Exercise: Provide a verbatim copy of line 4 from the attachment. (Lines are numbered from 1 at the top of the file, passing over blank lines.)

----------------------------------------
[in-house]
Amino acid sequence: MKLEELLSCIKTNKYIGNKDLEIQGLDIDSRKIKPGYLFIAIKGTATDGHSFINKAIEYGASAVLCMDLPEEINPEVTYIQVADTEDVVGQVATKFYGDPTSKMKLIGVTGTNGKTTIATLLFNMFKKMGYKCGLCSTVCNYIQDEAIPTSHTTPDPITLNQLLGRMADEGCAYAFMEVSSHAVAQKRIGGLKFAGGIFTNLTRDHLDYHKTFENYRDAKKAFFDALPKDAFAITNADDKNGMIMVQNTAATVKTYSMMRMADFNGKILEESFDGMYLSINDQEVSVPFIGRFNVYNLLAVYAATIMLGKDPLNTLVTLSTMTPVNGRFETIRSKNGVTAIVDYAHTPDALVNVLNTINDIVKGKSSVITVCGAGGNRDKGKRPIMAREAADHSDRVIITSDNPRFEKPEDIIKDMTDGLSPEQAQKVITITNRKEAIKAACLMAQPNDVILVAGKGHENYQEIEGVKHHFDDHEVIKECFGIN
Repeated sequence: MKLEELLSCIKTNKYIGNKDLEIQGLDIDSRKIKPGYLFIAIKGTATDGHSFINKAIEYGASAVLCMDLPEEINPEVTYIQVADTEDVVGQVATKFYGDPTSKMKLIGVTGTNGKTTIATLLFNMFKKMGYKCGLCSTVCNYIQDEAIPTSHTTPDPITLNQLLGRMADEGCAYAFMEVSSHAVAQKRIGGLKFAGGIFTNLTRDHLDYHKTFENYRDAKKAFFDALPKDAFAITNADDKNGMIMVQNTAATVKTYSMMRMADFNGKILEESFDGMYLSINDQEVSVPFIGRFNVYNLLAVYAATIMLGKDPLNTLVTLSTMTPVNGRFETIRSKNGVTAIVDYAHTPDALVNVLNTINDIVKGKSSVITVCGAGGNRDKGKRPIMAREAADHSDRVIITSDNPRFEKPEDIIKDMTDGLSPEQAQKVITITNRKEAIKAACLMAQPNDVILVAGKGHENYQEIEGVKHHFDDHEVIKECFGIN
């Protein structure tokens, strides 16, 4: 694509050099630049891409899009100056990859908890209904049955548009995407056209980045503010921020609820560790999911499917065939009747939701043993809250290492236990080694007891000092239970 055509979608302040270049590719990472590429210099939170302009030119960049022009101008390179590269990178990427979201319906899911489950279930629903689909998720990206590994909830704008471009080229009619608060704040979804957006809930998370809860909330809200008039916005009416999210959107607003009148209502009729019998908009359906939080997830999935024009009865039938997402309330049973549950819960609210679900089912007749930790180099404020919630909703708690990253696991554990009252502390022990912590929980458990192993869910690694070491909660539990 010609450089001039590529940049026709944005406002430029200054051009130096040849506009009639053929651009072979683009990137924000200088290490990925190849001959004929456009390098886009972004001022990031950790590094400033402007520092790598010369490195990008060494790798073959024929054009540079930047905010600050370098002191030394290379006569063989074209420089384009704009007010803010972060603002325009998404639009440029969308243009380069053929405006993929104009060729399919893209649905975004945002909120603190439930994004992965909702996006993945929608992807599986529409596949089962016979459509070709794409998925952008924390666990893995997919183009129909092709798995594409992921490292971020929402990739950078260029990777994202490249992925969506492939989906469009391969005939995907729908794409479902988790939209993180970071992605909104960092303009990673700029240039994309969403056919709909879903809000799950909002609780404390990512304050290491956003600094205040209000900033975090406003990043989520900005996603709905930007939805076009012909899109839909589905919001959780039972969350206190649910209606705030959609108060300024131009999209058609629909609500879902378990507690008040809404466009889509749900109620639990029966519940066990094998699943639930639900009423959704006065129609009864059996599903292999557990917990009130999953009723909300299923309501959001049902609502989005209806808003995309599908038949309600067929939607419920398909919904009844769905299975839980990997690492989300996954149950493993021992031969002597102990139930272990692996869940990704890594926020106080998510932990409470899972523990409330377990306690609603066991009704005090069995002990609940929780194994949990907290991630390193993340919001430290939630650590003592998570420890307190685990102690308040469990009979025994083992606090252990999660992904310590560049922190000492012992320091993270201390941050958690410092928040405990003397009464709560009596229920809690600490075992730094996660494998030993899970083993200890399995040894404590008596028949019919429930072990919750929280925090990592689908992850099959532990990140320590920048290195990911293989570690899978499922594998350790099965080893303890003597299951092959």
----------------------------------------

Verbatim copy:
């Protein structure tokens, strides 16, 4: 694509050099630049891409899009100056990859908890209904049955548009995407056209980045503010921020609820560790999911499917065939009747939701043993809250290492236990080694007891000092239970 055509979608302040270049590719990472590429210099939170302009030119960049022009101008390179590269990178990427979201319906899911489950279930629903689909998720990206590994909830704008471009080229009619608060704040979804957006809930998370809860909330809200008039916005009416999210959107607003009148209502009729019998908009359906939080997830999935024009009865039938997402309330049973549950819960609210679900089912007749930790180099404020919630909703708690990253696991554990009252502390022990912590929980458990192993869910690694070491909660539990 010609450089001039590529940049026709944005406002430029200054051009130096040849506009009639053929651009072979683009990137924000200088290490990925190849001959004929456009390098886009972004001022990031950790590094400033402007520092790598010369490195990008060494790798073959024929054009540079930047905010600050370098002191030394290379006569063989074209420089384009704009007010803010972060603002325009998404639009440029969308243009380069053929405006993929104009060729399919893209649905975004945002909120603190439930994004992965909702996006993945929608992807599986529409596949089962016979459509070709794409998925952008924390666990893995997919183009129909092709798995594409992921490292971020929402990739950078260029990777994202490249992925969506492939989906469009391969005939995907729908794409479902988790939209993180970071992605909104960092303009990673700029240039994309969403056919709909879903809000799950909002609780404390990512304050290491956003600094205040209000900033975090406003990043989520900005996603709905930007939805076009012909899109839909589905919001959780039972969350206190649910209606705030959609108060300024131009999209058609629909609500879902378990507690008040809404466009889509749900109620639990029966519940066990094998699943639930639900009423959704006065129609009864059996599903292999557990917990009130999953009723909300299923309501959001049902609502989005209806808003995309599908038949309600067929939607419920398909919904009844769905299975839980990997690492989300996954149950493993021992031969002597102990139930272990692996869940990704890594926020106080998510932990409470899972523990409330377990306690609603066991009704005090069995002990609940929780194994949990907290991630390193993340919001430290939630650590003592998570420890307190685990102690308040469990009979025994083992606090252990999660992904310590560049922190000492012992320091993270201390941050958690410092928040405990003397009464709560009596229920809690600490075992730094996660494998030993899970083993200890399995040894404590008596028949019919429930072990919750929280925090990592689908992850099959532990990140320590920048290195990911293989570690899978499922594998350790099965080893303890003597299951092959």